I understand that this is politics. I understand that you don’t go around pissing people off who you could have had on your side if you had simply been polite. But the Vatican is a special case, as is, for example, North Korea. You don’t meet Kim Jong-il and say it’s a great honor, and ask his advice, and ask him to pray for your friends.

Afterward, the Vatican said the leaders discussed immigration, the Middle East peace process and aid to developing nations. But the Vatican’s statement also underscored the pair’s deep disagreement on abortion. “In the course of their cordial exchanges, the conversation turned first of all to questions which are in the interest of all and which constitute a great challenge … such as the defense and promotion of life and the right to abide by one’s conscience,” the statement said.

These are lies. This is not a matter of opinion. These words, “the defense and promotion of life and the right to abide by one’s conscience,” are lies. The reference to “life” is shorthand for the Catholic position that abortion is evil, even if it would have saved a mother instead of an embryo. It is not life he wants to protect, it is his rule. And by “the right to abide by one’s conscience” he does not mean that a mother has any rights. This is a claim on his part to the right to tell women what to do.

Even in his gift to the U.S. leader, the pope sought to underscore his beliefs. Benedict gave Obama a copy of a Vatican document on bioethics that hardened the church’s opposition to using embryos for stem cell research, cloning and in-vitro fertilization. … “Yes, this is what we had talked about,” Obama said, telling the pope he would read it on the flight to his next stop, Ghana.

Some gift! Why on Earth would Mr. Obama read such a document? Can he really imagine there is anything in it but lies?

Just this week, Benedict issued a major document calling for a new world financial order guided by ethics and a search for the common good, denouncing a profit-at-all-cost mentality blamed for the global financial meltdown.

Ethics and a search for the common good? There is only one way the Pope could contribute to these goals: by renouncing his post and repudiating the Church. He might then humbly offer to help the next U.S. president bring charges against the Vatican to the International Criminal Court, if she is interested.

[This was written when the “pope” was visiting the “president.” I wasn’t sure how to finish it. Now I’m just going to post it, because, as a famous philosopher once said, “Oh, what the hell.”]

Can any news possibly be less interesting than one evil old man visiting another and lying to us about what the whole thing means? The event would become news only if news-people reported it factually rather than as a clueless and relentless spiel of rote clichés. That would be news. But they do not know how, or they do not want to, or they do not dare. Such is the unspoken, unnoticed, insidious power behind this throroughly fake event. You will speak of this meeting, they are told–no, they know without being told, in the manner that such meetings are allowed to be described, and no other. You will treat us and our doings with unconditional respect, deference, and obedience. For an air of extra authenticity, speak as if you are personally awed by both our Presences, and bravely choose to moderate your adoration to the tones proper to a true journalist. Oh you can be a devout believer and tell the public the truth also. This is the truth–these feelings you have. It’s truer than the regular, newspaper kind of truth, deeper and healthier and longer-lasting and more beautiful. We could–you could do without newspapers, but not without faith. Without faith–without us, you are nothing. We hold the entire key to the sense of your life, to the drama without which it has no meaning, the salt without which it has no savor.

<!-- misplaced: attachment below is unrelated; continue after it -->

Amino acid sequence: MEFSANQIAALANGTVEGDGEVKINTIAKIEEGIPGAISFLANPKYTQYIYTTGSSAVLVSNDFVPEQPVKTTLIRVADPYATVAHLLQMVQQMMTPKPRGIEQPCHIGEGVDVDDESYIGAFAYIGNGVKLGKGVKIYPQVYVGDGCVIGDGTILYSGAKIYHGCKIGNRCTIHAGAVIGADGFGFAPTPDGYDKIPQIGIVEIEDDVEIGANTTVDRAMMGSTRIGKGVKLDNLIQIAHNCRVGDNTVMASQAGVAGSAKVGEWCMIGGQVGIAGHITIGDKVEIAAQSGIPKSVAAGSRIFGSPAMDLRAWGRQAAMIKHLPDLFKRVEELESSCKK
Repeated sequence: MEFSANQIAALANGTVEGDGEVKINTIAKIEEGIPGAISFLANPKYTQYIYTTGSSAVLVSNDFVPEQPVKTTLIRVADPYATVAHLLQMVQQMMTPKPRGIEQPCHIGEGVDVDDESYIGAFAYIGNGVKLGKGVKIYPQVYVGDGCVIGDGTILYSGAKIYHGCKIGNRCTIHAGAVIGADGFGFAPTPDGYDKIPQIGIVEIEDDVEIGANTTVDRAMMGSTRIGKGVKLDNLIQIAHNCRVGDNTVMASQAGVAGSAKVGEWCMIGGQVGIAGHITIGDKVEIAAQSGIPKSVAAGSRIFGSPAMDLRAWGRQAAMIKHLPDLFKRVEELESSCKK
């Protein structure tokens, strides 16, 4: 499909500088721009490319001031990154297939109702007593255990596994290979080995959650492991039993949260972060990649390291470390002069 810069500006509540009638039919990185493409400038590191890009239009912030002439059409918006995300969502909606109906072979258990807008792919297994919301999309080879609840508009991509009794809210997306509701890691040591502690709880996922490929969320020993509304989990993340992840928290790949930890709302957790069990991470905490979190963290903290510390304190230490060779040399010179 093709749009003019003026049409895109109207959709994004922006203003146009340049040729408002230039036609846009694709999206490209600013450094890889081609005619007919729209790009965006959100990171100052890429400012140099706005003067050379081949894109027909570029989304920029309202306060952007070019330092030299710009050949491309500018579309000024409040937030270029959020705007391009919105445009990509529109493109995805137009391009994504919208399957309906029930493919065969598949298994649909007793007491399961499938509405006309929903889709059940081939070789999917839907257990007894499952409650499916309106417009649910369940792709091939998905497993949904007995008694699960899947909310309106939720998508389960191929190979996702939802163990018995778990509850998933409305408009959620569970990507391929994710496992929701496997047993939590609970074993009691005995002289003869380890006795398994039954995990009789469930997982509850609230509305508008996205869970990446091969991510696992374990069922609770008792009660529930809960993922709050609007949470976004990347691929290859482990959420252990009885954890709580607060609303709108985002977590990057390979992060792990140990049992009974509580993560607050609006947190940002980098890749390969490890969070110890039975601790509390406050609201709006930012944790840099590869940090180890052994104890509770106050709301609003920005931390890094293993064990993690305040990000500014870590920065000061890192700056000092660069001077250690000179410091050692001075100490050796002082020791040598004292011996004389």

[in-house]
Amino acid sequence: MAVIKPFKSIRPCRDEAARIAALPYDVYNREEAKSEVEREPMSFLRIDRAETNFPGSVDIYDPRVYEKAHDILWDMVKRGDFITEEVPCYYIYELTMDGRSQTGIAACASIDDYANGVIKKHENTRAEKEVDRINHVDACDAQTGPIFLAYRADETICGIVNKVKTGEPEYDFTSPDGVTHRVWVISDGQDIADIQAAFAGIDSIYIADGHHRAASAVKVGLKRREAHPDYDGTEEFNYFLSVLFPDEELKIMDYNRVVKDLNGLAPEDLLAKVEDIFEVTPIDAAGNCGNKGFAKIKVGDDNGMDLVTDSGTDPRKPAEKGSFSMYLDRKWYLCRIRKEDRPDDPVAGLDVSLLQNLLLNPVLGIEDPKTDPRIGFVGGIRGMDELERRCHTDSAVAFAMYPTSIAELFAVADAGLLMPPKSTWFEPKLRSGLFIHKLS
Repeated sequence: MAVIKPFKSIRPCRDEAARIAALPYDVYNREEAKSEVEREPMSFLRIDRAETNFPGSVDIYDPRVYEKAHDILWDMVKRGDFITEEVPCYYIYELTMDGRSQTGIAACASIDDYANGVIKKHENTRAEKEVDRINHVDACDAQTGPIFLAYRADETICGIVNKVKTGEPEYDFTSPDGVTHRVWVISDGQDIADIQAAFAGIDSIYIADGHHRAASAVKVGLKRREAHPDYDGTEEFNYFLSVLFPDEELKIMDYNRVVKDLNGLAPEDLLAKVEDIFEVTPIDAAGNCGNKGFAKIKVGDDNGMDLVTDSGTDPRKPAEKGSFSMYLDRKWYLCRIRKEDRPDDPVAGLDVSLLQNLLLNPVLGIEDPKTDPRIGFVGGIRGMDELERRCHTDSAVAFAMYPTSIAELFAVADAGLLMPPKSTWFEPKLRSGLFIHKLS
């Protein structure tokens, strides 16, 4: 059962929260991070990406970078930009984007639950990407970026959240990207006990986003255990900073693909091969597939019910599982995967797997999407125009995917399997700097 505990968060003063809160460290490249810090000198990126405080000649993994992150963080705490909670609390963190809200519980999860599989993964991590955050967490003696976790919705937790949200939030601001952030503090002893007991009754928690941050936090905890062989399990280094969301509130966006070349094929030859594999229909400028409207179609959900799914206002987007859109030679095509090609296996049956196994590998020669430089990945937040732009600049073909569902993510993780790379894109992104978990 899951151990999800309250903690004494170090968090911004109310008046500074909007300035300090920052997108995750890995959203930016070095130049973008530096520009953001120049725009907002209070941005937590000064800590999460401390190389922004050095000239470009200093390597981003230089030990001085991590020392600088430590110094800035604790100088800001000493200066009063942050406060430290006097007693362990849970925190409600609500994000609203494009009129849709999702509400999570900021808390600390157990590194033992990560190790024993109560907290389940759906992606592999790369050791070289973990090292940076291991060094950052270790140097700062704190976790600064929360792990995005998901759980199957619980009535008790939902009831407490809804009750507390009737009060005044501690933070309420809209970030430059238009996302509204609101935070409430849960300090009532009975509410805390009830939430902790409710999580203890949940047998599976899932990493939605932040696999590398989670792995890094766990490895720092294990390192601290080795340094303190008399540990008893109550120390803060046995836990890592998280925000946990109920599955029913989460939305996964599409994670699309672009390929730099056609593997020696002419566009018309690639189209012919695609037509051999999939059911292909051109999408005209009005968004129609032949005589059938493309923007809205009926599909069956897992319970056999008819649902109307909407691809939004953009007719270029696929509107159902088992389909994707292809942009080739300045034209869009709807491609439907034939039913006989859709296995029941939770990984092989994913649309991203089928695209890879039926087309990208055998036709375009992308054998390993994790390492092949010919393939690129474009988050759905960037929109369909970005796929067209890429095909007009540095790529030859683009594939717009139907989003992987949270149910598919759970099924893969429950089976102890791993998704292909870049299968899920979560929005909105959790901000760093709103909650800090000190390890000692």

For the “pope” to visit with the “president” means nothing. No, it means less than nothing; it erodes meaning rather than deepening it.

Who is this “pope” who is visiting? A figurehead travels around the world from his palace to visit other figureheads. It makes sense that a man with so much misery to answer for would cross the Atlantic to make a show of solidarity with another man just as evil–that makes sense in a social way, in a “the enemy of my friend is my friend” kind of way. Again, this does not qualify as news. When gangs meet to decide which other gangs to murder next, that is not news. That’s the same as every day, nothing has changed, evil people are still evil. Fuck them. I don’t want to hear about them and their despicable games. That shit sticks to you and affects your mind. When they are picked up and put in jail so that we ordinary people don’t have to be afraid of them anymore, that will be news. Don’t tell me about murderers continuing to murder unless you’re also going to do something about it. I don’t want them to be an the news. They don’t deserve to be famous. They deserve to be utterly unknown and impotent. Don’t let them get a “name,” that’s all they have. Without their notoriety they are nothing, they are slime we can step over so we don’t ruin our Vans. They are nothing. If people could see how small and shriveled and sick they are inside, their best friends would puke.

Oh, yes, I’m talking about you, Mr. “President,” Mr. “Vice-President,” and Ms. “Secretary of State.” May you burn in hell.

And you too, Joseph Alois Ratzinger. Of course, you’re familiar with the “scripture.” You would know just how certain and terrible is your fiery fate, if you believed any of it for a second.

I have to stop ranting and get back to the present point. Who or what is this “pope” who visited the “president”? When the Times reports on the activities of the “pope,” what does this noun refer to?

It’s not the guy–Joe Ratzinger. We don’t know anything about him–what makes him laugh, his family ties and troubles, whether he’d rather look at Cosmo or Playguy. He has been long since erased from the public eye. But that is who is riding in the “pope-mobile.” That’s him: Joe Ratzinger. You can change the name and the clothes and the job description, but you can’t change a person very much.

That’s not who the Times covers. They do not cover Ratso. They are complicit in the Ratso cover-up. To them Ratso is not interesting, Ratso is not news; and I agree with them on this. But at least Ratso exists. This “Benedict” thing is a construct, a figurehead, a cover, a lie from beginning to end. “Benedict” is no more real, or newsworthy, than Aunt Jemima.

There is someone, or something, the press is not covering. There is a man, who lives in a place, who has a job. It’s an important job, in the sense that it seriously affects many other human beings. The guy has a lot of power, and he uses it to benefit his organization, his buddies and colleagues, as opposed to the billions of members who faithfully pay their salaries. This is not even controversial. This is a matter of pure fact to anyone who won’t play the game of Don’t Dare Think That. This man is as evil as they come. And he is real. But he does not appear in the New York Times, just as the real President of the United States does not. The two proud papier-mâché figures appear, who do nothing, mean nothing, and are nothing. They are much safer to write about. You can’t get in much trouble with the real pope or president if you stick to writing about the fake pope and president.